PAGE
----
Last Updated on
11 March 2020, the World Health Organization officially labeled coronavirus as a pandemic. Prior to this, its representatives attributed the outbreak of the disease to epidemics.
However, the re-qualification of this phenomenon indicates its high severity.
What are the differences between an epidemic and a pandemic and when to wait for the completion of this disaster?
Look for answers to these and other questions below.
Epidemic and Pandemic – What’s the Difference?
An epidemic is a sharp increase in the number of diseases in a particular geographical area. It may cover one or more countries. A pandemic is the spread of the disease in many countries of the world. Cases of coronavirus have been confirmed in most countries of the world and on all continents, excluding Antarctica. In addition to the epidemic and pandemic, there is also endemic, which means a minor outbreak of the disease in the territory of a certain region. For example, malaria is a constant worry in some African countries.
Epidemiologists believe that the new coronavirus is more dangerous than many other diseases that humanity has experienced over the past 100 years (but, of course, there were outbreaks of more serious diseases, for example, Ebola in Africa, but this deadly disease was not widespread). For example, 290 to 650 thousand people die each year from seasonal flu, however, coronavirus can take millions of lives in the same period, scientists suggest.
Also, researchers are already making their first conclusions and predictions. After studying the behavior of the virus in China, WHO experts concluded: in 80% of cases, the disease caused by the virus occurs in mild or moderate form. But about 20% of cases require hospitalization.
What Were the Most Terrible Epidemics and Pandemics in the History of Mankind?
The deadliest epidemics and pandemics in human history include:
• Smallpox. This is a highly contagious infection that affects only people, not animals. In the Middle Ages and the New Age, this virus periodically caused outbreaks of morbidity with a mortality rate of up to 40%. For example, at the beginning of the 16th century, smallpox almost completely destroyed the Aztec civilization. However, in the 20th century, smallpox was completely taken under control. Thanks to total vaccination, it is no longer a threat to humanity.
• Spanish flu (the 1918 flu pandemic). The H1N1 pandemic, which began to develop at the end of World War I, took away more lives than the war itself. It led to the infection of half a billion people. During the first 25 weeks, H1N1 killed about 25 million people.
• Asian flu. The H2N2 virus was discovered in China in 1956. It came from viral diseases of birds / poultry. Later it spread to several other countries. In the USA alone, about 70 thousand people became victims of H2N2.
• Cholera. Cholera has long been a local disease, but in the 20th century it caused pandemic outbreaks, killing tens of millions of lives, including in Bengal, Russia, China, Japan and other countries.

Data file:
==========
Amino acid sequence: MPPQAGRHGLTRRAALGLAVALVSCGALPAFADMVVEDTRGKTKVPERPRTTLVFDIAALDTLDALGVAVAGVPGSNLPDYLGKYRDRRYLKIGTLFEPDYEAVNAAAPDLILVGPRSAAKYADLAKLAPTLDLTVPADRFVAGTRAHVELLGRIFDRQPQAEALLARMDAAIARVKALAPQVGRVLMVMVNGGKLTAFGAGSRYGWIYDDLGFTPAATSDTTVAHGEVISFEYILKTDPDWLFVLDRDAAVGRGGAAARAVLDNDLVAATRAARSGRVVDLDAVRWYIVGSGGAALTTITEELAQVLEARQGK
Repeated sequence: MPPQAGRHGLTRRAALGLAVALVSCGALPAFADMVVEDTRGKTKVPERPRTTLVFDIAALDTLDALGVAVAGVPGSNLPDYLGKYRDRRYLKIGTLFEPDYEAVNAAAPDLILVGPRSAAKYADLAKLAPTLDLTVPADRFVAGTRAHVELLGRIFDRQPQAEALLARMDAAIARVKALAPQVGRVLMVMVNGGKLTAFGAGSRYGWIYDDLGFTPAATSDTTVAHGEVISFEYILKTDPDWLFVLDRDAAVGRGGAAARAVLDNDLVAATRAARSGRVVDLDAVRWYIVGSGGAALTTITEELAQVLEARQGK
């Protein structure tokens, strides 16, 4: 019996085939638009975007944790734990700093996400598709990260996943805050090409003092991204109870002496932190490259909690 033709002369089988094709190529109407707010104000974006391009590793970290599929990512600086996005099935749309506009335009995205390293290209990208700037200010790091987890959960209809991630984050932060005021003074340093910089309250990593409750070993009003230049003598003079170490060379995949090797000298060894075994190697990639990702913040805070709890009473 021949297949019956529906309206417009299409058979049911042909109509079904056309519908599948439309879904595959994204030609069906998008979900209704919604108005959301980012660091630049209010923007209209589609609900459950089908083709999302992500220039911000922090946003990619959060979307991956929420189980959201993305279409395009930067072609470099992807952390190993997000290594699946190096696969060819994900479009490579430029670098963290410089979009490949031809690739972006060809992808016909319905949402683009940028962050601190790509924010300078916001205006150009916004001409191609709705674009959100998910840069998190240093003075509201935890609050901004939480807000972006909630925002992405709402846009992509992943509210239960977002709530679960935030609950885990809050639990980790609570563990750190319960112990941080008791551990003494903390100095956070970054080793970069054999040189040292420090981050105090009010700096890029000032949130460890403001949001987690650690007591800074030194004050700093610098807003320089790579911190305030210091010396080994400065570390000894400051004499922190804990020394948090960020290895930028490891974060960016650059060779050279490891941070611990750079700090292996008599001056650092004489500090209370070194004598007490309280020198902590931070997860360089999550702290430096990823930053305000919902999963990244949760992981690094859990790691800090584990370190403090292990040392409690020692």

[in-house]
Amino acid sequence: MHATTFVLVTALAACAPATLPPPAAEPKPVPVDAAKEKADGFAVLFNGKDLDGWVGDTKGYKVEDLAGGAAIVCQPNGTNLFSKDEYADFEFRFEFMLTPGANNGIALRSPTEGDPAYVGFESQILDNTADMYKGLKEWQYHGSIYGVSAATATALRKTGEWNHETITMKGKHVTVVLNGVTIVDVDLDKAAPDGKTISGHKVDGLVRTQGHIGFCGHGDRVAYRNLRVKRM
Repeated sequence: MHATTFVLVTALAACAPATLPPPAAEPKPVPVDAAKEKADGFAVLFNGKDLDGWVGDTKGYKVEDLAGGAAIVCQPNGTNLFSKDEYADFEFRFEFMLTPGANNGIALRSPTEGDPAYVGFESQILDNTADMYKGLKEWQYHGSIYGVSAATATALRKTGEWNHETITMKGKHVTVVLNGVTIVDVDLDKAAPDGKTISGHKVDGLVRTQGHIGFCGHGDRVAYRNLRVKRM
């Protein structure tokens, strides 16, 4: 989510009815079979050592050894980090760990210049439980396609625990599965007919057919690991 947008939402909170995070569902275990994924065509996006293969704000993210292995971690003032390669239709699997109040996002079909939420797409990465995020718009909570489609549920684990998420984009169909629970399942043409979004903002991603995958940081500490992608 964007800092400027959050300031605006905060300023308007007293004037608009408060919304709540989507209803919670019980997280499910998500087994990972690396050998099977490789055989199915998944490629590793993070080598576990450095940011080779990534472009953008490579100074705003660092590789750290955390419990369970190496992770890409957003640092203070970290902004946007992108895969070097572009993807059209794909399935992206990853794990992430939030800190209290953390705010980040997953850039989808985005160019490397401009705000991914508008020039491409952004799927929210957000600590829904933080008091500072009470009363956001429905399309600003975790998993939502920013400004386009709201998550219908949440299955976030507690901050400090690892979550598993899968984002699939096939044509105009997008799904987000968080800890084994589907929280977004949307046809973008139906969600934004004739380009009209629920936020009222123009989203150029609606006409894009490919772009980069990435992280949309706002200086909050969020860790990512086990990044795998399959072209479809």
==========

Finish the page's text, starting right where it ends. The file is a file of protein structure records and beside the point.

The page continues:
In addition, HIV is also considered a pandemic. However, existing drugs help patients live an almost full-fledged life. By the way, Kaletra pills, which contain antiviral agents lopinavir and ritonavir, has a proven effectiveness against coronavirus.
Are There Worse Periods than a Pandemic?
According to medical classification, there are no worse periods than a pandemic (except hypothetical human extinction, but it belongs to futurology). Some political scientists and economists claim that the effects of coronavirus-induced quarantines and restrictions may be worse than the epidemic itself. In our opinion, developed states will cope with the problem with less serious consequences for the economy than developing countries and third world countries.
Certainly, humanity can do this. New drugs are now being discovered that can fight coronavirus, and vaccine studies are also underway. The problem is that the virus spreads very quickly and not all people receive proper medical care. Plus, it takes time to test and manufacture the vaccine.
To protect yourself and your loved ones, as well as reduce the burden on the healthcare system, stay at home (if possible) and / or follow the requirements of your government (in some countries, citizens cannot leave their homes without special permission).
Read an article: Steps to Save Your Life
When is the End of the Epidemic Expected?
According to some forecasts, COVID-19 is able to hit from 20 to 60% of the world’s population and cause up to 68 million deaths. While Chinese experts believe that the coronavirus nightmare can end in the summer, American and UK experts are less optimistic and are convinced that at least year 2020 will be pandemic.
However, in order to contain the spread of the disease, the most stringent security measures are needed, according to the most researchers around the world (except for some specialists in the field of economics and politics, as noted above).
First, China was the worst-affected country, then Italy took the first place in terms of the number of deaths. March 24, the WHO warned that United States could become next epicenter of COVID-2019, due to an extremely large acceleration and a ‘potential’ of the country to be widely affected.